Thursday, May 10, 2012

It's time to halt the "digital literacy" baloney and build fiber

With many areas of the United States lacking adequate fiber optic infrastructure to deliver premise Internet service, there continues to be an unfortunate effort to shift the focus away from that fact.

For example, this Texas Broadband Summit "designed to engage, educate, and equip technology providers and Texas communities with the resources and partnerships necessary to improve broadband access, adoption, and use," noting that "lack of digital literacy and the digital divide remain real issues in Texas."

What does "digital literacy" have to do with getting IPTV, VOIP and other Internet protocol-based services over fiber?   Nothing, because people have been watching TV and making phone calls for decades.  In that regard, they are already digitally literate.  And the web and email have been around for two decades and most people currently use these common services.

It's time to stop the PR baloney and work on alternative ways of building fiber to the premise -- such as community cooperatives and municipal fiber -- to fill in the gaps that investor owned telco and cable TV providers are unable to fill.

Saturday, May 05, 2012

Demand aggregation won't attract investor-owned providers

Broadband Internet service for rural communities eyed - The Daily News Online: News:

A consultant asked Genesee County lawmakers Wednesday if they wanted to join a regional coalition to try to get broadband Internet service to rural communities and homes.
Evhen Tupis of Clarendon said he’s been working on getting high-speed broadband for unserved areas of Orleans County and Niagara County. The sparsely populated parts of the two counties don’t have a provider because it isn’t financially feasible for companies such as Time Warner and Verizon.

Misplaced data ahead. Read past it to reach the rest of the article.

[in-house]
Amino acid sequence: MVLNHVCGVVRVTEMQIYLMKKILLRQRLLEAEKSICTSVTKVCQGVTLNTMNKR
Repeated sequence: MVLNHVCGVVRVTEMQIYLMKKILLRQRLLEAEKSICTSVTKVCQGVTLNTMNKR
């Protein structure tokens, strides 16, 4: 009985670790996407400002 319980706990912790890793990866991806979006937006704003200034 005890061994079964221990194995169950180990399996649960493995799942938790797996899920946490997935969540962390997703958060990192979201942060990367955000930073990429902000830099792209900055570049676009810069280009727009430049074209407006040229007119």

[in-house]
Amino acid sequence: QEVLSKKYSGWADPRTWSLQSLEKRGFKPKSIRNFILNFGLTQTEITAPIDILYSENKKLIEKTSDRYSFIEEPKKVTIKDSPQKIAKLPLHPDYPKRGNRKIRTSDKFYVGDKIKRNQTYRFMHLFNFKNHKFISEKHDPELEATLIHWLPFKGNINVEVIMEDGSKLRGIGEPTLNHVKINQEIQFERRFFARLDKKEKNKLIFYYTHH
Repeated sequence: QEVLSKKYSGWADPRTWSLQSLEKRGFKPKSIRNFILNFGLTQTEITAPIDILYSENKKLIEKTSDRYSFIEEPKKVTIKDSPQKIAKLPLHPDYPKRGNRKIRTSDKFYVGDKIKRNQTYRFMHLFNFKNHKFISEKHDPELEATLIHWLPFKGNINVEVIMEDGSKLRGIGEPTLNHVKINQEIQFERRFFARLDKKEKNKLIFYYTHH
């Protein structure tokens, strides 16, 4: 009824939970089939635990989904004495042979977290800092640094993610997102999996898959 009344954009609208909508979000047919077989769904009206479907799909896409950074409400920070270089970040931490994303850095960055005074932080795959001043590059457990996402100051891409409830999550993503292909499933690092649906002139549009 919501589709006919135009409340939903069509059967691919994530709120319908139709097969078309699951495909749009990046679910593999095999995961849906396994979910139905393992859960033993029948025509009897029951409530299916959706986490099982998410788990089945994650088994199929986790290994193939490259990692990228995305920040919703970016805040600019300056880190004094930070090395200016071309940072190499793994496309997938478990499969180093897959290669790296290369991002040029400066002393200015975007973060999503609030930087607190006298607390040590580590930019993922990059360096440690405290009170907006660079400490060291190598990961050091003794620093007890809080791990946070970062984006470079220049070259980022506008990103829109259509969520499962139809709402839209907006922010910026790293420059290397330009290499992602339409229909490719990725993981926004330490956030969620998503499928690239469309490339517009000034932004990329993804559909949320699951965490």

The coalition would issue a request for proposals to broadband service providers “with 100 percent coverage,” he said.
Tupis’ proposed Inclusive Internet Initiative would pool together the region’s counties to make it more attractive to communications companies. He estimated the cost to provide broadband to most or all of Genesee County at $150,000, the same as it would in Niagara.

Yet another misguided notion that investor-owned telecommunications infrastructure providers can be convinced to serve an area that is insufficiently profitable for them by aggregating demand.  Demand aggregation does not solve the underlying economics that make deployment impractical for these providers.  If businesses and residents want modern Internet access, they will have to provide it themselves with municipal fiber or a consumer cooperative.

Copper culprits hasten obsolescence of twisted pair

The obsolescence of twisted pair copper cable is being hastened by thieves who want to quickly resign it to the scrap heap in order to recycle the valuable metal and put money in their pockets.  By comparison, the tiny glass strands of the modern standard for telecommunications -- fiber optic cable -- offer no such market incentive to copper culprits.

Check out this Fresno Bee story that reports that the crooks have gotten so brazen they are toppling utility poles in order to get at AT&T's cables.

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